Re: Unit Testing in C++

James Kanze <>
Tue, 24 Jun 2008 07:56:27 -0700 (PDT)
On Jun 24, 3:14 pm, earthwormgaz <> wrote:

On 24 Jun, 13:19, anon <> wrote:

earthwormgaz wrote:


The trouble is, A, B and C are all in the same directory.

And if you know the problem, you know the way to fix it.

So, when A
does #include "B.h", it picks up the real version, even if I add the
include path to the mock header. That's because the current directory
takes precedence using VC++, it may well do with GCC and Suncc, which
I'm also using.

you can do this:

#include "Bmode.h"
#include "B.h"

Define USE_MOCK_CLASSES when you want to do the testing,
that is, change your make file to do it automatically

So you end up testing something different than what you deliver?
Not a good idea, by any means.

I've tried to get around this by not building an object
file for class A, but using A.obj which has already been
built, but linking it against my mock versions of B.obj
and C.obj. This would work, except that C.h defines
C::~C(), and so A.obj ends up with a definition of C::~C()
in it, and I get multiply defined symbol link errors. I
could make sure all method definitions are in cpp files,
but often having a getter or setter inline is perfectly

How do people get around these issues of mocking out
classes effectively from a build system point of view?

I'd rather not have to change the original source code just to
accommodate mocking for unit tests. Is that actually what most people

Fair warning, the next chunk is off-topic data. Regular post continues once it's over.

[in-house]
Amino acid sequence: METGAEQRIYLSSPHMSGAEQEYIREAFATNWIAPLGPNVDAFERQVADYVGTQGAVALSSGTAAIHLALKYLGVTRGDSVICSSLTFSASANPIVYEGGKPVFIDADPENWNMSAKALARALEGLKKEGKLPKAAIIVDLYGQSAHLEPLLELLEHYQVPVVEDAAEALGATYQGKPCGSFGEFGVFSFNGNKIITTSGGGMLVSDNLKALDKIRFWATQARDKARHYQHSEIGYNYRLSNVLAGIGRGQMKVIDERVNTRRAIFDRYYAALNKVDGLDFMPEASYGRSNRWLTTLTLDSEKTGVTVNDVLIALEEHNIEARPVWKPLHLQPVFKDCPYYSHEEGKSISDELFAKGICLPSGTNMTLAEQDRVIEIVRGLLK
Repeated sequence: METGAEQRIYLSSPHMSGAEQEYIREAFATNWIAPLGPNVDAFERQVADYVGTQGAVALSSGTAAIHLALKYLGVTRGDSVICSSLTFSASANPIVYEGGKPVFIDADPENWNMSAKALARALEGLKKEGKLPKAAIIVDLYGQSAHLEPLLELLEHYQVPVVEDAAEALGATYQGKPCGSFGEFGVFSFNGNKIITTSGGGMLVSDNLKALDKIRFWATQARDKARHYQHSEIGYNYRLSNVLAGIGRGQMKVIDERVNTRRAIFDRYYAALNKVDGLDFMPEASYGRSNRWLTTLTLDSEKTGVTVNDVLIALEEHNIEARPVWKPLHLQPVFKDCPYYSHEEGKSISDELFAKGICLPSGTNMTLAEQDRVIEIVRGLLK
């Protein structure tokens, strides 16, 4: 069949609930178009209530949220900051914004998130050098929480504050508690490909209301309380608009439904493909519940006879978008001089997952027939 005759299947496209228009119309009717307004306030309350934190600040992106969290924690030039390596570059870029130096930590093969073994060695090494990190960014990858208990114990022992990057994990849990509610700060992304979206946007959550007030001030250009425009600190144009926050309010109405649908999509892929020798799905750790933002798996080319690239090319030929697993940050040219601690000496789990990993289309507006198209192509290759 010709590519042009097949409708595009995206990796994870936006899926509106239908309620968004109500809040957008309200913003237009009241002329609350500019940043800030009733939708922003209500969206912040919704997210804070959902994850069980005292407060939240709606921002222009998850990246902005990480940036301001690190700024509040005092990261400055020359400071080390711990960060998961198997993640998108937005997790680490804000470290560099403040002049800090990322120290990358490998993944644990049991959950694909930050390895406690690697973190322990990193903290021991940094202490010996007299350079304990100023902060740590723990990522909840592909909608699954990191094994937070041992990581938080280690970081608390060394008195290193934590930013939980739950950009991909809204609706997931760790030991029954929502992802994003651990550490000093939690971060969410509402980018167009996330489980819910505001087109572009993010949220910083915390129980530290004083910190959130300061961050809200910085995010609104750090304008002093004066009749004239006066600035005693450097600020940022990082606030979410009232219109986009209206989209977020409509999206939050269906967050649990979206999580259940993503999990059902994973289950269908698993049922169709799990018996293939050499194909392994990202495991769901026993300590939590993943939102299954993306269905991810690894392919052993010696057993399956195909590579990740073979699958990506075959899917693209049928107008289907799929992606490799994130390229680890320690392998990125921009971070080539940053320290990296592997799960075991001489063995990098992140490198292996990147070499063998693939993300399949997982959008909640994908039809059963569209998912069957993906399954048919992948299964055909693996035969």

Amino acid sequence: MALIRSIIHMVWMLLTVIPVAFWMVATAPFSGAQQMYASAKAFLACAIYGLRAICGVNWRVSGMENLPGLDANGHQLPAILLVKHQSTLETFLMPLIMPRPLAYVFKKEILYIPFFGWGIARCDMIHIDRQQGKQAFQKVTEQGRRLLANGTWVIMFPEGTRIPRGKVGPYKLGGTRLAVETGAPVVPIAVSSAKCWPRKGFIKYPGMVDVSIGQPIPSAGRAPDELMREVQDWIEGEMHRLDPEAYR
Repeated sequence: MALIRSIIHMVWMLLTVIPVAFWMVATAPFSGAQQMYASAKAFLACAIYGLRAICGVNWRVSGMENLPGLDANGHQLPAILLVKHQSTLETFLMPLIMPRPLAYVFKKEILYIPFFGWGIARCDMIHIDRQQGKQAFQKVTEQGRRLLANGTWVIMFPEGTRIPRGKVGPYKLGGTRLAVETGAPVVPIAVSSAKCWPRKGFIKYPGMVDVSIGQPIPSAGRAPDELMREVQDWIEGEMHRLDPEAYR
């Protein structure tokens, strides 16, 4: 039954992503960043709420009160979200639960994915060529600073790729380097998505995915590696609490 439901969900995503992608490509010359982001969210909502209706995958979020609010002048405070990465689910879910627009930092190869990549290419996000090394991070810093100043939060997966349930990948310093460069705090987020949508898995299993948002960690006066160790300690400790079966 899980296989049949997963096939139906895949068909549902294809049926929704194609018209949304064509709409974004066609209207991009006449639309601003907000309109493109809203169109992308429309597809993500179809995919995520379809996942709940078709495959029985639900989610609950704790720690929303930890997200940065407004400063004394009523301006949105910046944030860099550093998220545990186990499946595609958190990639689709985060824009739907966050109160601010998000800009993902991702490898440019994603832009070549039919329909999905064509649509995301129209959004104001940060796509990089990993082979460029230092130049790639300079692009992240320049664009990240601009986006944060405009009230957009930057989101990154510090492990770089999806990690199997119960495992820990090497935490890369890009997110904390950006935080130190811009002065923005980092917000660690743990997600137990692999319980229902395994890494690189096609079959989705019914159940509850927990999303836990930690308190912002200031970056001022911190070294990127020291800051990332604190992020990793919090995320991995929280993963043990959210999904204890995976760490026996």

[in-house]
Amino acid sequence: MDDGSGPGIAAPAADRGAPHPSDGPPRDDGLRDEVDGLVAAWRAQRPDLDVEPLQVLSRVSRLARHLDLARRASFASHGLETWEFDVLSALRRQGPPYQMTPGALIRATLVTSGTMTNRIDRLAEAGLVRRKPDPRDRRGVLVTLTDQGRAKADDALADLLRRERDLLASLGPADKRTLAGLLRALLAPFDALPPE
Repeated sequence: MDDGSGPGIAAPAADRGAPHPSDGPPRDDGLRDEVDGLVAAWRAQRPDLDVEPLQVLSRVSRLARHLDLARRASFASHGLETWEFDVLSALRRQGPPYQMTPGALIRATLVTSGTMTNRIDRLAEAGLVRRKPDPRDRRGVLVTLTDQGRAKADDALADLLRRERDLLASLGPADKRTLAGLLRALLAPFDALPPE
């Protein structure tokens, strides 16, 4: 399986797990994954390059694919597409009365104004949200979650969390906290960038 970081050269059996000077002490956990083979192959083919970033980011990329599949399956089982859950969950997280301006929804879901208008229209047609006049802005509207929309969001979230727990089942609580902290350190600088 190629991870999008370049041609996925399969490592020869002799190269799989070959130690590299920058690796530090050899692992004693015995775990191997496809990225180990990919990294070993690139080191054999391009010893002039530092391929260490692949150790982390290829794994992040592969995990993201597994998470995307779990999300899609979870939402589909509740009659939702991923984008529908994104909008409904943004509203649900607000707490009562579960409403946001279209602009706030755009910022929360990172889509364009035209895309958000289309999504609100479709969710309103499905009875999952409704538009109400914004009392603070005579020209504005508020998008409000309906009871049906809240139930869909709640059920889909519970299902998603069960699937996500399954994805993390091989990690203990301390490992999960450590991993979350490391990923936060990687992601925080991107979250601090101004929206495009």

end up doing?

It seems a bit of an 'orrible fix to me.

It is.

It's not too clear to me what your deliverables are, but
generally, you should organize your directory structure so that
everything in a given directory can be tested together. If you
need a mock something, then that something should normally be
from a different directory, and not part of the code being
developed in the same directory.

If you need mock object (which you should avoid if
possible---but it isn't always possible on larger projects), you
should arrange for them at the start, putting them in a separate
directory. If the mock objects don't contain any templates or
inline functions, you use the standard header for it, and link
against a locally defined mock library. If B contains templates
or inline functions (both things to be avoided as much as
possible exactly for these sort of reasons), you're probably
stuck with having to compile against a different header file as
well (again, in the mock directory), but beware that this
seriously affects the reliability of your tests, in a negative

To pick up the mock objects, of course, you just add the
appropriate -L (and -I, if you can't avoid it) in the compiler
command (before the other -L or -I).

James Kanze (GABI Software)
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